Here’s a question for PATIMES members interested in Big Data and predictive analytics to ponder: “When is bigger data more hazardous?” And, here’s an answer to puzzle over: “When it is wider.”
Eric Siegel, executive editor of Predictive Analytics Times and founder of the Predictive Analytics World conference series posed both this question and answer to attendees of the Predictive Analytics World Business event during his keynote session in San Francisco on Monday. To dig into the dangers of bigger data that he’s referencing, we need to talk about “p-values.”
Anyone who has taken an entry-level university course on statistics has come across the term “p-value”—that perceived holy grail of statistical validity when it comes to identifying which studies have true takeaways and which are left searching for answers. For the layperson, “p-value” can be defined as the probability that a result would occur, even when it isn’t true—in other words, the chance that the result is random.
In academia, it’s common for results that see p-values of less than 0.05, or five percent, to be deemed credible for publication. So, if a p-value of an experiment is at 0.05, there is a 95 percent chance its result is not random.
But with the advent of Big Data, and the capability for analytics software to handle an ever-increasing number of variables at once, it’s becoming easier to get “tricked by randomness”, Siegel says.
So, why is a wider dataset more hazardous? A wider dataset means more columns or variables. Typically, bigger is better when it comes to data, but that only applies to longer data sets—which have more recorded events for each variable, Siegel says. Adding variables can be good—in finding more elaborate interpretations for explaining and predicting events. But every time a variable is added, another test is added, and the likelihood of a random event occurring increases.
Siegel provides the example of winning a one-in-100 chance jackpot. Each independent attempt at winning that jackpot is one percent. But after trying to win the jackpot 70 times, the chance of winning jumps to a near 50/50 proposition.
In a real-world example, Siegel points to an Associated Press article from 2012, which reported that orange-colored cars are less likely to be “lemons” or defective beyond repair, based on a study that was conducted for a predictive analytics competition. On the face of it, that’s an absurd notion, but the author of the article attempts to explain why orange cars would indeed be more lemon-proof:
As for why orange used cars are most likely to be in good shape, the numbers did not hold the answer. One notion was that such a flashy color would only attract car fanatics who would be more likely to take care of their vehicles. That didn’t pan out, however, since the least well-kept used cars turned out to be purple.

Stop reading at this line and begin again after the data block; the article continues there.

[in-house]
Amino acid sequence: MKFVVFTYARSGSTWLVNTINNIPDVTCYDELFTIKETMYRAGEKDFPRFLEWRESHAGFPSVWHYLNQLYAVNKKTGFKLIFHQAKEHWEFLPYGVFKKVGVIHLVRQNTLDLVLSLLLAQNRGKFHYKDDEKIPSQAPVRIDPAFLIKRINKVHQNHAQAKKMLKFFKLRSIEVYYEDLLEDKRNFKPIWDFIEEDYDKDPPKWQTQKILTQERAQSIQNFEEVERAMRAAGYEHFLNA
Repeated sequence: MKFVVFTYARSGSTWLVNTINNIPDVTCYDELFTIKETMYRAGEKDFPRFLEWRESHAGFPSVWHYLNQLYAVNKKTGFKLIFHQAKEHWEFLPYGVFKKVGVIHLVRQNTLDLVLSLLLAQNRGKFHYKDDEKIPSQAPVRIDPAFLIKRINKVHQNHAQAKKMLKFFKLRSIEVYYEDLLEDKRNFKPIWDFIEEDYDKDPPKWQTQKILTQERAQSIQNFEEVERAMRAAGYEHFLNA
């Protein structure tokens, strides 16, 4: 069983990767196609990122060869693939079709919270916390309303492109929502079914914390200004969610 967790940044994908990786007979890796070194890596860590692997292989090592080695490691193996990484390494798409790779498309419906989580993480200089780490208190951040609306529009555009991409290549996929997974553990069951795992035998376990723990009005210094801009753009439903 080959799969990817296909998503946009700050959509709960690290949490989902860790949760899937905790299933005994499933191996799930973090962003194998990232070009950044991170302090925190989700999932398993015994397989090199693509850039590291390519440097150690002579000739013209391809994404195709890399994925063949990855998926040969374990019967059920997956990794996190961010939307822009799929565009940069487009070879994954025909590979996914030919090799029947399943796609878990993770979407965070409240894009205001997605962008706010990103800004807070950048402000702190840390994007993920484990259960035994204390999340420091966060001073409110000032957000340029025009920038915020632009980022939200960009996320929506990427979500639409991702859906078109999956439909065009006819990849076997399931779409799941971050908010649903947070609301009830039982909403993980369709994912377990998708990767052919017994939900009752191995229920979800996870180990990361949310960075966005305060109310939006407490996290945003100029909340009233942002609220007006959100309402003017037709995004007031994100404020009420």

Why go to such lengths to explain a result as silly as “orange cars are less likely to be lemons?” Because the p-value for that result was less than 0.01, meaning there was a greater than 99 percent chance that it was not a random occurrence.
But here is where Siegel’s jackpot example comes into play. The study didn’t just test the lemon-ness of orange cars. It tested 15 different colors, meaning the chance for a random occurrence was bumped up over seven percent—a number that is not recognized as statistically significant.
“Don’t take a statistically significant result immediately at face value,” Siegel says. “How many things did you also test that came up dry that you are not telling me about? That’s the context we need.”
So how do companies identify these results that appear to be statistically significant, but are much more likely to be random? One method that Siegel highlights is “target shuffling,” citing a paper called Are Orange Cars Really Not Lemons? from data science consulting firm Elder Research, which dubbed the issue of false positives from increased variables as “vast search.”
In target shuffling, the data is rearranged so that it is known there are no significant pre-existing connections. So, for example, black car no. 1 is reassigned from “not a lemon” to “a lemon,” even though that isn’t the case in the real data. Then the same tests are run on this shuffled data to see how likely it is that a false statistically significant result is achieved.
This action gives a company a point of reference for the validity of their own statistically significant result—if one is found with shuffled data, then it is certainly possible that a random result could happen in the real dataset.
“When you account for vast search with methods such as target shuffling, you are holding [the result]t o a higher standard,” Siegel says.
However, that doesn’t really solve the core issue for companies—they don’t just want to know whether their results are valid, they want actual applicable predictive analytics insight. How can they fight vast search in that regard? Siegel says the best way is to make datasets less stubby.
“The only way to accommodate wider data is to get longer data—more examples,” he explains.
In the orange lemon situation, this would mean evaluating a larger number of cars—but not adding in more variables, such as new colors.
I have a good friend who works as a statistician on clinical trials at a pharmaceutical company. He has a master’s degree in biostatistics, so the sort of rigor that would be used to fight vast search comes naturally to him. Unfortunately, that’s not the case for others in his company who aren’t statistically trained, but are tasked with performing analysis—a role that has been called “citizen data scientist”, among other things.
By: Craig Powers, www.asugnews.com
Originally published at www.asugnews.com